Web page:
Employee savings plan
What is an employee savings plan?
An employee savings plan is a pooled investment account that is often matched by an employer. Similar to a 401(k), an employee savings plan, or ESP, lets workers deposit a portion of their pretax earnings, with employers contributing a certain percentage or dollar amount. Employees decide how much they want to save and the money is taken directly from their paychecks and deposited into the savings plan.
Employers typically match an employee’s contribution to the savings plan up to a certain dollar amount or up to a certain percentage. Employee savings accounts are intended for long-term financial goals such as retirement, a home purchase or college tuition, and while employees can withdraw their contributions at any time, there may be a waiting period before they can access the funds their employer has contributed.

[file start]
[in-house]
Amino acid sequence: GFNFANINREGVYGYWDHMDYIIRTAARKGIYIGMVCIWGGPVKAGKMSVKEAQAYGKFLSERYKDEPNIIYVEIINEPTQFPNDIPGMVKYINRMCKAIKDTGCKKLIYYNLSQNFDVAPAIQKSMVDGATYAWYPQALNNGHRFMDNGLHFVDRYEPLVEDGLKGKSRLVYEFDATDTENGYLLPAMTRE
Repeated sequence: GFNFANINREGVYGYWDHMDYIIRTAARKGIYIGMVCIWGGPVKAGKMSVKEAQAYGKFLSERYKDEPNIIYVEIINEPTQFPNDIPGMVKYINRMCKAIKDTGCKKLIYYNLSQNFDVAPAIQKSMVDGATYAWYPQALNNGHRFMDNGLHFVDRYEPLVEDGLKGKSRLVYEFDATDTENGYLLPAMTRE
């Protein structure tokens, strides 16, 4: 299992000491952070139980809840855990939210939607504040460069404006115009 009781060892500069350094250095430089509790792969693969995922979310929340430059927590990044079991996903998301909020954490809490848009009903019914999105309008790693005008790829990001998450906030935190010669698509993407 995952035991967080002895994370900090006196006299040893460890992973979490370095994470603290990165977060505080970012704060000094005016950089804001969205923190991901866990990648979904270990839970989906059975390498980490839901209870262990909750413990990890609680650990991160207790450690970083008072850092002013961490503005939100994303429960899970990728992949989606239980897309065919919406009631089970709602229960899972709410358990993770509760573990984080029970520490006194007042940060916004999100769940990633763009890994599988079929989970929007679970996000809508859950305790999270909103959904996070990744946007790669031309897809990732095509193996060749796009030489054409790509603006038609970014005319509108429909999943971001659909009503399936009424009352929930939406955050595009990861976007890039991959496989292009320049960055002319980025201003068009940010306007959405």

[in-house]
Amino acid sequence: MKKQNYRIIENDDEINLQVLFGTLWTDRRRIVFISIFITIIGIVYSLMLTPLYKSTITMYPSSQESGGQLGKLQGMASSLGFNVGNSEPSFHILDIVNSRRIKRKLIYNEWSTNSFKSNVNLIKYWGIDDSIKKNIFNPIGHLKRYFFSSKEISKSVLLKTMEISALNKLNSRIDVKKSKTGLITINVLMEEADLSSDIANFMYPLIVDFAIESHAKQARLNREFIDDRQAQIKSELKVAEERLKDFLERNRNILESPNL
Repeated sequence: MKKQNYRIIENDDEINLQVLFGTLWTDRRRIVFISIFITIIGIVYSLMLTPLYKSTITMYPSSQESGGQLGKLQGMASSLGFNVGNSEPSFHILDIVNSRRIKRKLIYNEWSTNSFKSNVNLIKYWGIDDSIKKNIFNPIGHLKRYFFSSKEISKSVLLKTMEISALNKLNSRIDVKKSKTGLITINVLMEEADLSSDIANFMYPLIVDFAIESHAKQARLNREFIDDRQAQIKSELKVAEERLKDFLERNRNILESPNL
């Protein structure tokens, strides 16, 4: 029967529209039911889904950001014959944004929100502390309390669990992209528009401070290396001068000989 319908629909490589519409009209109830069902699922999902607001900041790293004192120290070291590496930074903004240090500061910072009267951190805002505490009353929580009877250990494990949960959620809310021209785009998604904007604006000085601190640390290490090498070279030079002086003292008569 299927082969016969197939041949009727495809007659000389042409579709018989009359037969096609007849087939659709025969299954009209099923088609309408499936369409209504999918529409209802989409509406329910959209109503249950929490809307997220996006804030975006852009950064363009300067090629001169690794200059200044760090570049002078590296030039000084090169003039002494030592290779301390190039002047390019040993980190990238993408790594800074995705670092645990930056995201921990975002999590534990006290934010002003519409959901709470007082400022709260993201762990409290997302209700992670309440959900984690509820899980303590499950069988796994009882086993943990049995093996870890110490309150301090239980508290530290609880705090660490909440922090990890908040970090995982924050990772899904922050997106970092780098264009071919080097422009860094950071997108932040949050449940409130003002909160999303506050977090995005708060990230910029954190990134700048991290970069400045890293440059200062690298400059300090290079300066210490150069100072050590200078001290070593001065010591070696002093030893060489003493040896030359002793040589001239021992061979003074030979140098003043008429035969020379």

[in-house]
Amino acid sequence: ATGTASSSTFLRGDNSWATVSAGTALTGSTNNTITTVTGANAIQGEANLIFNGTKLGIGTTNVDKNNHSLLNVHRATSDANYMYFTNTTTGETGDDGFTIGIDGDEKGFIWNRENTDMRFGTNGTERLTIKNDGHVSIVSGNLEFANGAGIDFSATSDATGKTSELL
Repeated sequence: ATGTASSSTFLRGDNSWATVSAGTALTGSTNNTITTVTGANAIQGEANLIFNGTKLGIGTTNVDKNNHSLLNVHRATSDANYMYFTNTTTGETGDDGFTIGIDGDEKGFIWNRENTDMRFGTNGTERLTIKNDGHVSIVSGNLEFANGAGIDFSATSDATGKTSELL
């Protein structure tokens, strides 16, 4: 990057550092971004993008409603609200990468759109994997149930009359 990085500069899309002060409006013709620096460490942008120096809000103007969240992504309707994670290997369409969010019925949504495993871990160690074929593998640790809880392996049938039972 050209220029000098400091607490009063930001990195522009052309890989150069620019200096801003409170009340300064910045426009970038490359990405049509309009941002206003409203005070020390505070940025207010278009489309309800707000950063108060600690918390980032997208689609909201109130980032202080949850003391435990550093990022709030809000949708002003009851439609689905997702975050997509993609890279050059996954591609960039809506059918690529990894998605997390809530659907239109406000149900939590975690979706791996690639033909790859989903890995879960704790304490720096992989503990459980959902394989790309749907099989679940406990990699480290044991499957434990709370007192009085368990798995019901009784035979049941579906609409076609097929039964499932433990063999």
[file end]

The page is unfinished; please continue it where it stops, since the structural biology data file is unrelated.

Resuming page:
An employee savings plan is typically offered by smaller businesses that can’t invest in a 401(k). Because employees contribute their pretax earnings, the employee savings plan reduces their taxable income, thus lowering the amount of tax they have to pay.
The employee savings plan has other tax benefits, including the deferral of taxes on the money until it is withdrawn. In the meantime, it earns interest. Employers often help employees set up the employee savings plan, but workers choose their own investments and manage the account.
Employee savings plan example
Gail earns $65,000 a year and contributes $7,000 of that to her company’s employee savings plan. Her contribution comes out of her pretax earnings, reducing her taxable income for the year to $58,000. Gail’s employer contributes 50 cents for every $1 she contributes, up to 6 percent of her pay. Gail has to be with the company for three years before she has access to the employer matching funds. When Gail withdraws the money after she retires, it is taxable.
Use Bankrate’s retirement calculators to set your savings goals and track your progress.